When you’re in high school, your final exams become all-consuming. Your life becomes focused around marks and rankings; how you can scrape together a few extra points or whether you managed to top someone else in the latest test.
Year 12 for me was a mess of deadlines, sleepless nights and cramming. Essays were written while the rest of my family was asleep in bed and I was fuelled through study sessions by caffeine and the fear of failure.
During that last year of high school, I felt like there was a massive pressure on me. I had always been one of those overachievers- the kid that got green ticks on their exams and who took home report cards with comments like ‘has a bright future’ and ‘is ahead of their class.’
Because the schooling system worked for me, it was automatically assumed that I’d be heading to uni when I finally graduated. Any other options would be a ‘waste of my potential’ and pathways like doing an apprenticeship or taking a gap year were never on my radar- I had honestly never realised they were a choice for me. My route was university- end of story, no questions asked.
So, after waiting (not-so) patiently for my final marks like you probably are right now, I accepted an offer and started studying a degree.
To spare you all the bleak details of how I ended up dropping out of my course (and throwing in the towel altogether when it came to uni) I’ll tell you some of the things I wish someone had told me about my final mark.
1. That final mark isn’t a reflection of you
To be completely honest- it’s not even a reflection of thirteen years of study. All it says is how much you can remember from the syllabus and how well you can regurgitate it into a readable answer under a strict time limit- that’s all.
2. If you’re not passionate about what you want to study- don’t do it
(basically, don’t try and ‘use up’ your mark)
You know how hard it is to study is something you have zero interest in- you’ve been doing it for thirteen years. So why force yourself to keep doing it? Sure, there’s always going to be parts of what you’re learning that are more interesting than others, but if you’re really not keen on an area of study- why head to uni for it just because you’ve got the marks?
3. Trying things out is the only way to know what you want to do
If you have no idea what you’re passionate about, figure it out. Try short courses, do your research, volunteer and ask people what they actually do at their jobs.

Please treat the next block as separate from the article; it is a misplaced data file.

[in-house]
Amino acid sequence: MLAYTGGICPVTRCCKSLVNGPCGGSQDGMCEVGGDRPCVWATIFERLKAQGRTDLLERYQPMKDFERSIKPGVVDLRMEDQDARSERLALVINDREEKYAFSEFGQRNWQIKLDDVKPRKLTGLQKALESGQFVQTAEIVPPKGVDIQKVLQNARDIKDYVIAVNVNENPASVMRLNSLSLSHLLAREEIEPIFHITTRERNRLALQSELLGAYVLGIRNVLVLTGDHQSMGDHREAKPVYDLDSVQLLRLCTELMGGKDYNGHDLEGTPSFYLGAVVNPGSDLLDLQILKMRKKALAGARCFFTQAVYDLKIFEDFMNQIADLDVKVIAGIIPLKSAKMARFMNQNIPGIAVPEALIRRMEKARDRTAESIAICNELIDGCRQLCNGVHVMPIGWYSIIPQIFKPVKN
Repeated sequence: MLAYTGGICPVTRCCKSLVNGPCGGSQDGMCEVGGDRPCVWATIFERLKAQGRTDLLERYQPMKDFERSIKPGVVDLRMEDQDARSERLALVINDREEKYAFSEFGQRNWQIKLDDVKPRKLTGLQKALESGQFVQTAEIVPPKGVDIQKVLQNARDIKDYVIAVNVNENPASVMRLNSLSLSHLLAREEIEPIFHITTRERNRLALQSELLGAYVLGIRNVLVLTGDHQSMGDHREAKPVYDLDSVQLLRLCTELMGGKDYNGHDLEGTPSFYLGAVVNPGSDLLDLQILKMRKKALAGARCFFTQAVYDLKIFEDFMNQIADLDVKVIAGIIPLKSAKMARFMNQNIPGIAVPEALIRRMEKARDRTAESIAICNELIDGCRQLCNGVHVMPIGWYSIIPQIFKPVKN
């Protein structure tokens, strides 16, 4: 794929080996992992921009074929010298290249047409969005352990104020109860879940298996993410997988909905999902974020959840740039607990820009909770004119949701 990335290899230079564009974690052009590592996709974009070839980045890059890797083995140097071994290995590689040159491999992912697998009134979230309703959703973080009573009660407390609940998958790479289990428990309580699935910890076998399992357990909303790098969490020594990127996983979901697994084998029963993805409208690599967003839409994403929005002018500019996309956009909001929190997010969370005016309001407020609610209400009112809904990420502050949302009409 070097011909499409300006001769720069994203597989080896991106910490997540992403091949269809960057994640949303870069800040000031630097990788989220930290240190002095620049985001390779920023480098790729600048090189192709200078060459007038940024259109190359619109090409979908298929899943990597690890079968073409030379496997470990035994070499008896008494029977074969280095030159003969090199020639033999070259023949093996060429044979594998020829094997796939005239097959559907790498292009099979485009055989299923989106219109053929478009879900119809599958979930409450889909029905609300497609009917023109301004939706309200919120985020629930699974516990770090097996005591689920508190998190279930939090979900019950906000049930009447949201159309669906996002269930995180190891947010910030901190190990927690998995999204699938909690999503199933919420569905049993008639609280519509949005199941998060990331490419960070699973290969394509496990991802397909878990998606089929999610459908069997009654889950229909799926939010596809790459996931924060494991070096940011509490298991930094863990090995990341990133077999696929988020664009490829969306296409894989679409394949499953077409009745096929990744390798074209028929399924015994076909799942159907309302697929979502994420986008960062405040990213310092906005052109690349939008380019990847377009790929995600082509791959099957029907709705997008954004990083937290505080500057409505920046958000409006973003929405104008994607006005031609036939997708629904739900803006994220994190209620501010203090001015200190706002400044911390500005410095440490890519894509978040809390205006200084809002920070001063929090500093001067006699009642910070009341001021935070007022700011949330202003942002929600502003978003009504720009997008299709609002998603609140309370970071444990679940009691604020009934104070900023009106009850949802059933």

Figure out what you actually like doing; if you hated typing up massive reports in high school, you’re probably not going to enjoy a job that requires you to do it for eight hours a day, seven days a week. If you hated being stuck behind a desk while you counted down the seconds to recess and lunch then- surprise, surprise- an office gig probably isn’t going to be ideal for you.
4. Don’t write off ‘back up’ options just because you get a good mark
Even though I knew that apprenticeships and traineeships existed- I never considered them for me. I bought into the myth that they were back-up options; not for students who did well in school.
Don’t make the same mistake I did. Getting practical experience, being paid to learn and doing something you’re genuinely interested in makes sense- more sense than half-heartedly slogging away at a qualification just because everyone says you should.
Don’t listen to the stereotypes and cross pathways like VET off your list straight away. Don’t let yourself get pushed into doing something just because that’s what expected to do.
I know it’s hard; you’re just trying to figure things out, and for a lot of people going down the pathway that everyone is telling them to does work. Just don’t be afraid to do you own thing and give yourself a chance to try out all the opportunities that are out there for you. Don’t let yourself think that your final mark defines the rest of your life because ultimately, it’s just an insignificant measure of how well you can sit an exam.
If you’re located in Queensland and keen on sussing out your options when it comes to apprenticeships- check out our mates at Construction Skills Queensland. Careers in construction aren’t all that you expect, so if you’re curious or just looking at all your options, check ‘em out here.